Have you purchased glasses ? I just got a new pair. They made a big difference in my vision. Being able to see plays a big role in reducing crashes.

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Old 03-06-2018, 04:07 AM
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Have you considered an electric-powered three channel foamy glider Mr O'Brien? Something like an E-Flite Radian or a Hobby King Bixler. I've known many elderly novices start out succesfully on those.

Alternatively a three channel vintage/old-timer virtually flies itself. The only problem with this sort of model is that you have to build it, and I mean build it rather than assemble it, unless you can find one in an estate sale which are all too common these days. They're not very easy to fly in anything above a breeze but a beginner does not learn much if it's too windy anyway.

This is what I started out with, the orange model which I exhibited at a club event over the weekend. It's called a Junior 60, based on a 1946 free flight design. I still use it as a basic trainer with which to teach beginners. It is over thirty years old but when I started in r/c, you had to build your own model! I've just spent the winter converting it from glow to electric power.
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Old 03-06-2018, 06:15 AM
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I built a flying wing from a kit which crashed back in 1997 due to operator error. I built a scratch built from foem which was under powered and wouldn't fly but when I downloaded plans and tried to buy supplys in the last couple yearsthe hobby store owners (severalof them) virtually refused to sell them to me because they said I was biting off more than I could chew and I would only crash it, which I know now is true. I've tried the three channel on the simulator and , no offense intended, but the feel of it doesn't really appeal to me. I like ailerons even though I can't use them effectively. I'd like to make a clean break from the hobby at this point, but thaks for yout input
Old 03-06-2018, 06:16 AM
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obrien135
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MY wife says glasses ra not in our budget right now, not that the latestprescription made thatmuch difference. But thanks.
Old 03-06-2018, 06:30 AM
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Originally Posted by obrien135 View Post
I'd like to make a clean break from the hobby at this point,
Why ask questions if you plan to leave the hobby ?
Old 03-06-2018, 07:25 AM
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obrien135
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Because I'm a pain in the ass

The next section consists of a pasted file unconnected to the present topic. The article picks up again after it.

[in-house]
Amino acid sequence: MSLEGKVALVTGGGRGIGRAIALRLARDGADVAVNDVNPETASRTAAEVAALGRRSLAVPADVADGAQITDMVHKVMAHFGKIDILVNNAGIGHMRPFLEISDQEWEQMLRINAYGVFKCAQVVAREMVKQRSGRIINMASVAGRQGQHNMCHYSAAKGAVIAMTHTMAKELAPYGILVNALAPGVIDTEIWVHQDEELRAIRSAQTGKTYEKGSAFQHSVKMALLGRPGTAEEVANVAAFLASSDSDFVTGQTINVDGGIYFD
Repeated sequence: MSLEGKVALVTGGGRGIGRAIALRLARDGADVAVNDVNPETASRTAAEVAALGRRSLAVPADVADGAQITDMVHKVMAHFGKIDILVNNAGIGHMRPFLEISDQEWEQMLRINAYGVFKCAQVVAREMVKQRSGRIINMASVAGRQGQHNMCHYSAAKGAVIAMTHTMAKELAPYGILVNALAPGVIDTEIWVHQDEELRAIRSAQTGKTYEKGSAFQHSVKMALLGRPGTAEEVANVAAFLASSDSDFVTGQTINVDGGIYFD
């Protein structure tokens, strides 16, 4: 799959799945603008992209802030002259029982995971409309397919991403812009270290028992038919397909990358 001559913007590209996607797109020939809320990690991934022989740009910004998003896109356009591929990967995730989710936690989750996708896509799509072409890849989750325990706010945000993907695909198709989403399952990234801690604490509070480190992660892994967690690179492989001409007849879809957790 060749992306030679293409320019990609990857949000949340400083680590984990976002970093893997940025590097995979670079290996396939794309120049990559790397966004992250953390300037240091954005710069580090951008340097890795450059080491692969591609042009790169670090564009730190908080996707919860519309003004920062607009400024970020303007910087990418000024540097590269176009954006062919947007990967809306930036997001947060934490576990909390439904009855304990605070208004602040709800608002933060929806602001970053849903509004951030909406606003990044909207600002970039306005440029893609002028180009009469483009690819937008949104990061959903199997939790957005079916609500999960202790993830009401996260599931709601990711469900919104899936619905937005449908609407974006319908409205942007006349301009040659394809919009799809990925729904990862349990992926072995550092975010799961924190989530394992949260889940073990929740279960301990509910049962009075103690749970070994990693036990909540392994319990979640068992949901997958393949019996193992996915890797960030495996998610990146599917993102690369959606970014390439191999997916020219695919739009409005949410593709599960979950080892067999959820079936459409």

Old 03-06-2018, 07:46 AM
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Your problem seems to be your choice of planes. Yes both the Cub and the T-28 are trainers for full-size pilots but full-size pilots have instructors and ground school. You'd be better off with a real RC trainer and a club instructor. Learn to fly ovals, racetracks, figure 8s, touch and go's before you start loops and rolls. Take it slow. And in Connecticut get at least a 40 size plane - the winds can get you. There is a good club in Milford or at least there used to be. And there is a good hobby shop on 15 near Wallingford. The electric Apprentice with SAFE technology is enticing but it might bee to small for the winds there.
Old 03-06-2018, 07:54 AM
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obrien135
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Thanks but like I said before, syonara to the whole thing. I'm gonna unsubscribe from the thread now.
Old 03-06-2018, 07:57 AM
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Originally Posted by obrien135 View Post
no sir. I think I'm one of those that just doesn't get it. I know what you mean about the instrument playing. I play jazz guitar pretty good for an amateur but that didn't come to me as difficult as the planes. Money is a hinderence or lack of it and it frankly is causing me more frustration and stress than it is worth. I can see that if one is reasonably good at it it would be a great great pastime as playing an instrument is. But I'm pretty sure I'm just not one of those people. I guess by asking the original question I was seeking validation of my desire to give it up and let go of it before it causes any more stress.
Far be it for me to tell another guy to give it up,, but if you're not enjoying the hobby,, then yes,, find another.

I've been in this hobby for over 40 years,, have seen a lot of guys try and try and try and and spend loads of money and just never get it,, it's just not something everyone is going to master,,
Old 03-06-2018, 08:44 AM